The Kelloggs produced posters or advertisements in which images combined with text were printed on large sheets of paper for posting on walls. They also issued a number of attractive views of factories, which, although many were framed to hang on the walls of the factories and in the offices of their employees and agents, were clearly used for advertising purposes as well. A print of the Hayward Rubber Works in Colchester, Connecticut, for instance, has an added line indicating that Haddock, Haseltine & Reed, at 164 and 166 Market Street, Philadelphia, were the rubber company’s agents in that city. During the 1830s, the Connecticut clock-making industry experimented with a process for using Kellogg prints in the decoration of glass doors of shelf-clocks. [For more about Connecticut clockmaking, see “Everyman’s Time: The Rise and Fall of Connecticut Clockmaking,” page 20.] A lithograph was attached to the back of a piece of glass with varnish or sizing. After this dried, the paper was moistened and rubbed off, leaving an ink image on the glass. The back of the glass was then reverse painted in bright colors to produce an attractive design. The Fenn collection at the American Clock & Watch Museum in Bristol includes D.W. Kellogg lithographs that were intended for this purpose. Examples of this form of decoration are most commonly found on clocks manufactured by Riley Whiting in Winchester, Connecticut, but The Connecticut Historical Society recently purchased a clock made by Julius Peck & Co. in Litchfield that is decorated with a Kellogg design, and other manufactures also made use of the process.

Kellogg designs found another application after Samuel Peck of New Haven invented die-stamped cases for housing daguerreotypes and other early photographs – the first plastic products to be patented and mass-produced in America. To decorate the cases, which were popular during the 1850s and 1860s, designs based on Kellogg prints were copied in miniature and engraved on metal dies; hot molten plastic was then pressed between the dies to form the two sides of the thermoplastic case.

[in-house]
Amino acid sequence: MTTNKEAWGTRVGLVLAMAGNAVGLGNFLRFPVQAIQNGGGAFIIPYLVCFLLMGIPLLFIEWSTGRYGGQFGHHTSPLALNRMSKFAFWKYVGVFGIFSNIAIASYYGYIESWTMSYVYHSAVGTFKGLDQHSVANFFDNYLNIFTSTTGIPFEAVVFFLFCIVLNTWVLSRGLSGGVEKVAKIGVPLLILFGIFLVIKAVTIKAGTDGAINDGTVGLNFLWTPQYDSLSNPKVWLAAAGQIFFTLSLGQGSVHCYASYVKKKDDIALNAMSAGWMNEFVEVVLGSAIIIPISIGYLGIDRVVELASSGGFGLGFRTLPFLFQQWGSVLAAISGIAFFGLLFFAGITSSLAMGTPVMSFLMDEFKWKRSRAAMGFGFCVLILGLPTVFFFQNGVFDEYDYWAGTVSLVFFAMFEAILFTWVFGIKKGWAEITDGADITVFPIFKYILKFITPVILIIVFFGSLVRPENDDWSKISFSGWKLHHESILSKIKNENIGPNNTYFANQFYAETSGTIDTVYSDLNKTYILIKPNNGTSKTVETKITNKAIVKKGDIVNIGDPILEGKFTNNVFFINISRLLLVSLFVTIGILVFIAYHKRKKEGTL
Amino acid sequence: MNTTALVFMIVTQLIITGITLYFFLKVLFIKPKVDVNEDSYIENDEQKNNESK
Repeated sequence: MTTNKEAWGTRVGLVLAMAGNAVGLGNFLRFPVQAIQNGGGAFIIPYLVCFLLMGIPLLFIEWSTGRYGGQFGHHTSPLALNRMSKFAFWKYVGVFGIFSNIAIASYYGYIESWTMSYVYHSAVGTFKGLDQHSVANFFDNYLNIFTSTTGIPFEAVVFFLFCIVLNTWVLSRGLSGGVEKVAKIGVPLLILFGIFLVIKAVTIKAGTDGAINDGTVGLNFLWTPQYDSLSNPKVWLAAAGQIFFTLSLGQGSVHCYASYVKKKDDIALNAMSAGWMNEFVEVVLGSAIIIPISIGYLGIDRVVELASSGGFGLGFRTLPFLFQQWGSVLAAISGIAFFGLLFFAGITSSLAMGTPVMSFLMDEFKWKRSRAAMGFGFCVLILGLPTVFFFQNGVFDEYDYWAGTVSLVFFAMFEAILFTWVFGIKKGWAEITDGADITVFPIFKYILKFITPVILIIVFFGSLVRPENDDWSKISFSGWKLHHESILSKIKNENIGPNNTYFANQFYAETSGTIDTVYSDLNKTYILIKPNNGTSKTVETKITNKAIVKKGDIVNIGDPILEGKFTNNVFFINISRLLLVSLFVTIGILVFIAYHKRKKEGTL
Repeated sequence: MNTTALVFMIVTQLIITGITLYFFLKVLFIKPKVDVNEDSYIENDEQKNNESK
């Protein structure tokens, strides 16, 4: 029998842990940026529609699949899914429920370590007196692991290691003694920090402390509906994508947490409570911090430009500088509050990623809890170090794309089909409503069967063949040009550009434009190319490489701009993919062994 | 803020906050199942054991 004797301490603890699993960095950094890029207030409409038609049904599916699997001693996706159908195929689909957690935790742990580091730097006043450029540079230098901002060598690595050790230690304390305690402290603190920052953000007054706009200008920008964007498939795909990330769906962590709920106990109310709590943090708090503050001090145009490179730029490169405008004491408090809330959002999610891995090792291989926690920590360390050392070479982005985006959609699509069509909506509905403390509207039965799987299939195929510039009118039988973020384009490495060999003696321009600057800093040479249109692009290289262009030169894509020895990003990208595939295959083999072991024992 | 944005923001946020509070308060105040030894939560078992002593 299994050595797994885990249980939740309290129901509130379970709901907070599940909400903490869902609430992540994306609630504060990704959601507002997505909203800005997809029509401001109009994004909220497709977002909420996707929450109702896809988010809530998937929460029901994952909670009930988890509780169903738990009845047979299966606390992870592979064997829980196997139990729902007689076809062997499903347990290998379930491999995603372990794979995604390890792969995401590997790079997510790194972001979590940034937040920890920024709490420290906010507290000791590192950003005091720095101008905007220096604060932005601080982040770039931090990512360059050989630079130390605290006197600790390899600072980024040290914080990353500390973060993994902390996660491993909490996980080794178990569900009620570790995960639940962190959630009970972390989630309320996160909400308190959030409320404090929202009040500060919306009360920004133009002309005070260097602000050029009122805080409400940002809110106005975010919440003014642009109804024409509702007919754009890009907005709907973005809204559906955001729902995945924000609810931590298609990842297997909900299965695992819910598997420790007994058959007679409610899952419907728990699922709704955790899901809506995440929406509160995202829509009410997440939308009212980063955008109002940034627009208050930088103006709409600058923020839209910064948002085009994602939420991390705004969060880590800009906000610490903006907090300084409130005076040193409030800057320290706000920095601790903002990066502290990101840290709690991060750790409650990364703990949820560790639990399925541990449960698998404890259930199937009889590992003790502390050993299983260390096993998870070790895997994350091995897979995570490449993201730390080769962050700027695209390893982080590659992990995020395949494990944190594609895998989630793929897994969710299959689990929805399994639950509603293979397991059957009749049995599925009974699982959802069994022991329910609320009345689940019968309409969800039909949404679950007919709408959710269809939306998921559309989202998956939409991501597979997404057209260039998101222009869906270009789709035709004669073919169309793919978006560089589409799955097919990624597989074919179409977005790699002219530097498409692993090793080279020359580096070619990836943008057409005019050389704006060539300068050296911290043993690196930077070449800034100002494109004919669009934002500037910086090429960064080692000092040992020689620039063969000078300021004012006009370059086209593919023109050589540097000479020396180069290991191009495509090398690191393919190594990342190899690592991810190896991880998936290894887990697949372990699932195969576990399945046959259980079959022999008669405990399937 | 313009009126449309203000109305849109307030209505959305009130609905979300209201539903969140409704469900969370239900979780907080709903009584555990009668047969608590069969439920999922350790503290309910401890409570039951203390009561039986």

By the late 1860s, when the last of the Kellogg brothers left the firm, “Printed Matter … [for]manufacturers, in the best style of the Lithographic art” had become the business’s key component. The firm continued to be known as Kellogg & Bulkeley, even though no members of the Kellogg family remained with the firm.   In 1947, Kellogg & Bulkeley merged with Case, Lockwood & Brainard, another old Hartford business, to form Connecticut Printers, continuing the tradition of fine printing that Hartford had been known for since the early years of the 19th century.

Above: Israel Putnam’s ride is such a classic Connecticut subject that it seems likely that this Kellogg print is the direct source for the image on the daguerreotype case, even though Currier & Ives produced similar prints. Other Kellogg images on daguerreotype cases include Byron in the Highlands, First at the Rendezvous, Hawking and Household Pets. The Connecticut Historical Society